LAS VEGAS -- Concern about reductions in air service to many
midsize- and small-market U.S. airports emerged as a major theme at the Routes
Americas conference here earlier this month, where delegates from 100 airlines
and 260 airports gathered to explore potential new flight offerings.
"We've got to find a way to solve that problem,"
Erik Hansen, vice president of government relations for the U.S. Travel
Association, said on a panel at the conference.
According to U.S. Travel, 60% of U.S. airports have lost
connectivity over the last decade. In addition, two-thirds of U.S. states have
seen a decline in air service quality and convenience since 2007, meaning they
are seeing fewer flights and routes.
The reductions have come as consolidation has reduced the number
of major U.S. airlines from 11 to four since 2004. As they consolidated,
airlines concentrated their operations at fewer hubs, leaving former hub cities
such as Memphis, Milwaukee, Cleveland, Cincinnati and Raleigh-Durham, N.C., with empty
Meanwhile, the pilot shortage plaguing regional airlines has
combined with moves by the major airlines to phase out 30-seat aircraft and
reduce their 50-seat fleets to take an additional toll on service options at
Approximately 30 small airports in the continental U.S. lost
commercial service between the middle of 2013 and the end of 2015, according to
a list provided by the trade group American Association of Airport Executives.
In 2016, at least seven more airports lost service,
according to an analysis of data obtained by Travel Weekly from the commercial
aviation analytics company Diio Mi.
Small markets such as Huron, S.D.; Hot Springs, Ark.; and
Los Alamos, N.M.; were among the casualties.
On the same panel at Routes Americas, John Slattery, CEO of
the Brazilian regional aircraft manufacturer Embraer, called an overemphasis on
major hubs the biggest challenge for commercial aviation in the Western
"I think it will really hurt North America,"
He said that in the fast-growing markets of China and India,
the aviation industry has been focusing on spreading connectivity beyond the
major cities and into tertiary markets.
"Look outside the United States for best practices,"
Slattery advised the aviation executives at Routes Americas.
Among the small airports represented at the conference was
Colorado Springs, Colo. The facility's director of aviation, Greg Phillips,
said he had meetings scheduled with seven airlines during the three-day event.
Last year was a relatively good one for Colorado Springs,
with Frontier Airlines entering the market with three routes, thereby
increasing the number of destinations served by the airport from nine to 12.
Still, Colorado Springs Airport's 600,000 enplanements in
2016 were just half of its enplanements in the mid- to late-1990s, when the
short-lived Western Pacific Airlines was based there.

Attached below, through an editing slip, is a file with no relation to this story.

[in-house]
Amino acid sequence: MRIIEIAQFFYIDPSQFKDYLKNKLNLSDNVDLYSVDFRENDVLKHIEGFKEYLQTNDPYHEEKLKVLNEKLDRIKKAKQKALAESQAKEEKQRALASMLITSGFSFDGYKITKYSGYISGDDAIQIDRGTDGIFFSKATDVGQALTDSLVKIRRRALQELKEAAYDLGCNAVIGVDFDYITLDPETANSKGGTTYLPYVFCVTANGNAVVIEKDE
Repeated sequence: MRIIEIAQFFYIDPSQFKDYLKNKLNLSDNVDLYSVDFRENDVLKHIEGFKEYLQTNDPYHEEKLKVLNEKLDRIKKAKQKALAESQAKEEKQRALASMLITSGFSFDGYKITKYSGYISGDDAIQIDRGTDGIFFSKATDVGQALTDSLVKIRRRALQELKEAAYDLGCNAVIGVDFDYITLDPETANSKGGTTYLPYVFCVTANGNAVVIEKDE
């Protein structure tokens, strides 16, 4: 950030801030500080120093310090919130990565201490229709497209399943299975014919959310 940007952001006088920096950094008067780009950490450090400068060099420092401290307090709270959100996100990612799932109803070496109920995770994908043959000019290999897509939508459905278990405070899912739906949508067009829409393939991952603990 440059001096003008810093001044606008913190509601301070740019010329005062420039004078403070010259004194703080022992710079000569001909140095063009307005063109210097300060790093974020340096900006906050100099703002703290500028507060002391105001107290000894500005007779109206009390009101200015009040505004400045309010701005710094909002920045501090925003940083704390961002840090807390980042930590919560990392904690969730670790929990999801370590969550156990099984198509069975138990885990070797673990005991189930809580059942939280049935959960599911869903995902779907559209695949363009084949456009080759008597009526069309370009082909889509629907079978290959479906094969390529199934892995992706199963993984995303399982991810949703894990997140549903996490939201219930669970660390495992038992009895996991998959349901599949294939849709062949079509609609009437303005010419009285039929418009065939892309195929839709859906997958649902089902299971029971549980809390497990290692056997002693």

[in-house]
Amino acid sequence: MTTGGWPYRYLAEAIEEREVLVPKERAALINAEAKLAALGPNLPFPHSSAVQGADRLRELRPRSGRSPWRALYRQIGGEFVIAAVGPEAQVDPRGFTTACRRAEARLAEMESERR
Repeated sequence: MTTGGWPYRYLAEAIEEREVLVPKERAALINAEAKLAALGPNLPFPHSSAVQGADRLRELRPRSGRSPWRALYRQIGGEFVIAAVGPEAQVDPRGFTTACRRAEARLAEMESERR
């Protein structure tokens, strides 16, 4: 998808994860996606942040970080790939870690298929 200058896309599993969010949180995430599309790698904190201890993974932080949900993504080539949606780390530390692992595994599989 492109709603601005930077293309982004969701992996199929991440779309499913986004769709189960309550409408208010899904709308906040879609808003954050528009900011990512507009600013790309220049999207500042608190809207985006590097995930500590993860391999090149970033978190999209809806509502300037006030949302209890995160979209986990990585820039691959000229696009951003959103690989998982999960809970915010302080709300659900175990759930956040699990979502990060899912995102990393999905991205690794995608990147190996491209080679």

Phillips said the Broadmoor resort, a Colorado Springs
institution, recently told him that its best year was 1997, during the
Western Pacific run.
"That connectivity is absolutely critical to minor
markets," Phillips said.
For the most part, speakers at the conference said the
solution to the connectivity issue should come from the private sector.
"I don't have
the answers, but I don't think it can be rooted in regulation," Slattery
said. "Airlines will fly where they will make money."
He said it is up to the airports to attract the airlines.
Phillips said that doing so can be a challenge for small markets. Colorado
Springs must compete for passengers and airline service against the larger
Denver Airport about 90 minutes away.
To entice customers, the airport promotes its convenience
for locals and its ease of use. To attract airlines, Colorado Springs, home to
the Air Force Academy, is attempting to diversify its revenue sources beyond
commercial air service so it has more freedom to lower the fees it charges
Low fees are key, Lukas Johnson, Allegiant's vice president
of network, told Routes Americas attendees. Allegiant has been a leader in
recent years among the mainline U.S. carriers in expanding to small and midsize
The carrier counts Punta Gorda, Fla., as its fifth-largest
base, for example, and it is currently growing faster in St. Petersburg, Fla.,
than any other market, Johnson said. In January, Allegiant named its newest
destination, Louisville, Ky., offering six routes to other minor markets such
as Destin, Fla., and Savannah/Hilton Head in Georgia. Johnson said airport
deals are "incredibly important" in Allegiant's expansion decisions.
"If you've ever sat face-to-face with us, you know how
big the deal is," he said. Fees, incentives and marketing arrangements are
among the inducements Allegiant negotiates with potential new airports.
While the loss of air service connectivity across U.S.
markets is a concern to tourism authorities, it's a positive for Allegiant.
"Anywhere there is a reduction, we think it's an
opportunity to go in and backfill that demand or even to grow it," Johnson
But while conference attendees touted private-sector efforts
as the primary means of bringing air services back to secondary U.S. markets,
U.S. Travel said that government can help as well by getting out the way.
U.S. Travel CEO Roger Dow used the occasion of Routes
Americas to announce that the group will release a white paper in April called
Air Travel Blueprint. Among other topics, the blueprint will call for a
rollback on federal rules that prohibit airports from using their funds to
promote the cities they serve and the airlines that fly to them. Such rules,
said Dow, serve as an impediment for air service recruitment by small and